Twitter CEO Jack Dorsey says Bitcoin will be world’s ‘single currency’

Posted by in categories: bitcoin, internet, mobile phones

Speaking at London’s British Library, Dorsey said; ‘The world ultimately will have a single currency, the internet will have a single currency.

‘And I believe that it will be bBtcoin’, he said.

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Mar 22, 2018

Nanospears deliver genetic material to cells with pinpoint accuracy

Posted by in categories: biotech/medical, genetics, life extension, nanotechnology

UCLA scientists have developed a new method that utilizes microscopic splinter-like structures called “nanospears” for the targeted delivery of biomolecules such as genes straight to patient cells. These magnetically guided nanostructures could enable gene therapies that are safer, faster and more cost-effective.

The research was published in the journal ACS Nano by senior author Paul Weiss, UC Presidential Chair and distinguished professor of chemistry and biochemistry, materials science and engineering, and member of the Eli and Edythe Broad Center of Regenerative Medicine and Stem Cell Research at UCLA.

Gene therapy, the process of adding or replacing missing or defective genes in patient cells, has shown great promise as a treatment for a host of diseases, including hemophilia, muscular dystrophy, immune deficiencies and certain types of cancer.

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Mar 22, 2018

Laser weapons: Is this the dawn of the death ray?

Posted by in categories: drones, military

When the first laser was invented the idea of using it as a superweapon seemed like science fiction. Almost 60 years later and it still seems that way, despite a remarkable degree of progress. Prototypes have been used to destroy small watercraft, shoot down missiles and drones, and have even been deployed at least once in a war zone, but the revolutionary destructive ray that would change the face of battle as fundamentally as the longbow or the airplane has yet to appear. So just what is the current state of laser weapons technology, and what does it hold in store for the future of warfare?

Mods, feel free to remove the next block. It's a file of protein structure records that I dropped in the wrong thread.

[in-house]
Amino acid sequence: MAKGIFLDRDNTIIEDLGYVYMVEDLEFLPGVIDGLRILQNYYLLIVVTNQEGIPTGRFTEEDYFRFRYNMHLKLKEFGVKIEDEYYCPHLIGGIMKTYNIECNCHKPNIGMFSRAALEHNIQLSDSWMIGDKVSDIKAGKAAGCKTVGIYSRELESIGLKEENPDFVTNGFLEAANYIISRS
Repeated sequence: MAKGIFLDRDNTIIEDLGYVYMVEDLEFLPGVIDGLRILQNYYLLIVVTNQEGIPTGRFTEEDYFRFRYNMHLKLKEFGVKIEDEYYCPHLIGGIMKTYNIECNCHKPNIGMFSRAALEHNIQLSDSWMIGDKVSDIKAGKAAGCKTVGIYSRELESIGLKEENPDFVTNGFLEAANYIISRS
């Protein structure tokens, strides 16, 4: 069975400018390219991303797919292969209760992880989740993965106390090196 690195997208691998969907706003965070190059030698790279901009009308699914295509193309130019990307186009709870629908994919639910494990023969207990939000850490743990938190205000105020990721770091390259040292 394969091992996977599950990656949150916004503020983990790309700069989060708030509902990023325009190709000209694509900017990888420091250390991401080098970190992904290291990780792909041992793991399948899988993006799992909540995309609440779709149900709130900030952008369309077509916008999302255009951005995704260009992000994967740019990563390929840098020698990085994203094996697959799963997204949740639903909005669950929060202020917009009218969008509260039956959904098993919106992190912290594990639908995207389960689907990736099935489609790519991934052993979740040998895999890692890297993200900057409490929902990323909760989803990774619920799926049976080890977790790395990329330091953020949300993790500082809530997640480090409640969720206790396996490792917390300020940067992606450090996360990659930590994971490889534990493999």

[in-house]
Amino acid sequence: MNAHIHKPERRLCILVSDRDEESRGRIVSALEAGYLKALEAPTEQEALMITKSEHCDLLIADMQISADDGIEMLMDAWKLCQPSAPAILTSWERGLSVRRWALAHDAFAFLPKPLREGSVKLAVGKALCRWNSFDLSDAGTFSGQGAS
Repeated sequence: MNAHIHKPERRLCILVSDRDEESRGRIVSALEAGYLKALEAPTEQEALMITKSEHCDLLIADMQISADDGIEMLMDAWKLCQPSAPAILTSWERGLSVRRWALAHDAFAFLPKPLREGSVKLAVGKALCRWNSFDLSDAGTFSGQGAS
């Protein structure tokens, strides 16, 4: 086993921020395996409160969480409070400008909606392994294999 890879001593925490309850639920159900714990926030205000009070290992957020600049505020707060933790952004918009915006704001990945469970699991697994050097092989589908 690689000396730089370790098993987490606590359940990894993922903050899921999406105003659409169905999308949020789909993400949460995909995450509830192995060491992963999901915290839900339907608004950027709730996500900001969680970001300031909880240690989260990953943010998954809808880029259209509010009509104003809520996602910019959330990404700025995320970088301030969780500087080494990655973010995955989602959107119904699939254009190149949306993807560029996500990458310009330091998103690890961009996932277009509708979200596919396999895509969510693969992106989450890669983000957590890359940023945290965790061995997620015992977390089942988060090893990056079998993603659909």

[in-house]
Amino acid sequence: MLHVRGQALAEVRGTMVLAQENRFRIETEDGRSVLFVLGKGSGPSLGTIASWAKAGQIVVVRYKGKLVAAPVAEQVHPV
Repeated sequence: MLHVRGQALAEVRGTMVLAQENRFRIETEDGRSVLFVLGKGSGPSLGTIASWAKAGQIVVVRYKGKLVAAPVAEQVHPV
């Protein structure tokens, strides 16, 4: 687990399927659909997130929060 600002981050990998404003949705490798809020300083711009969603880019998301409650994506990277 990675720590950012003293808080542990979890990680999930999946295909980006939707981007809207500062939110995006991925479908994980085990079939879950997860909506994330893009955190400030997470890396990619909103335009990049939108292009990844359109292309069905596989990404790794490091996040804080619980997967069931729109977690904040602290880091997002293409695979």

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Mar 22, 2018

Worn Like a Helmet, a New Brain Scanner Aims to Make It Easier to Treat Kids with Epilepsy

Posted by in categories: electronics, neuroscience

Lightweight equipment is not much larger than what a bicyclist would wear.

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Mar 22, 2018

Chinese Space Station Could Crash In Iowa

Posted by in category: space

Des Moines, IA — Tiangong-1 is expected to fall back to earth in late March or early April, and pieces could land in Iowa, Illinois, Indiana or Wisconsin.

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Mar 22, 2018

Optical computers light up the horizon

Posted by in categories: mobile phones, space, supercomputing

Since their invention, computers have become faster and faster, as a result of our ability to increase the number of transistors on a processor chip.

Today, your smartphone is millions of times faster than the computers NASA used to put the first man on the moon in 1969. It even outperforms the most famous supercomputers from the 1990s. However, we are approaching the limits of this electronic technology, and now we see an interesting development: light and lasers are taking over electronics in computers.

Processors can now contain tiny lasers and light detectors, so they can send and receive data through small optical fibres, at speeds far exceeding the we use now. A few companies are even developing optical processors: chips that use laser light and optical switches, instead of currents and electronic transistors, to do calculations.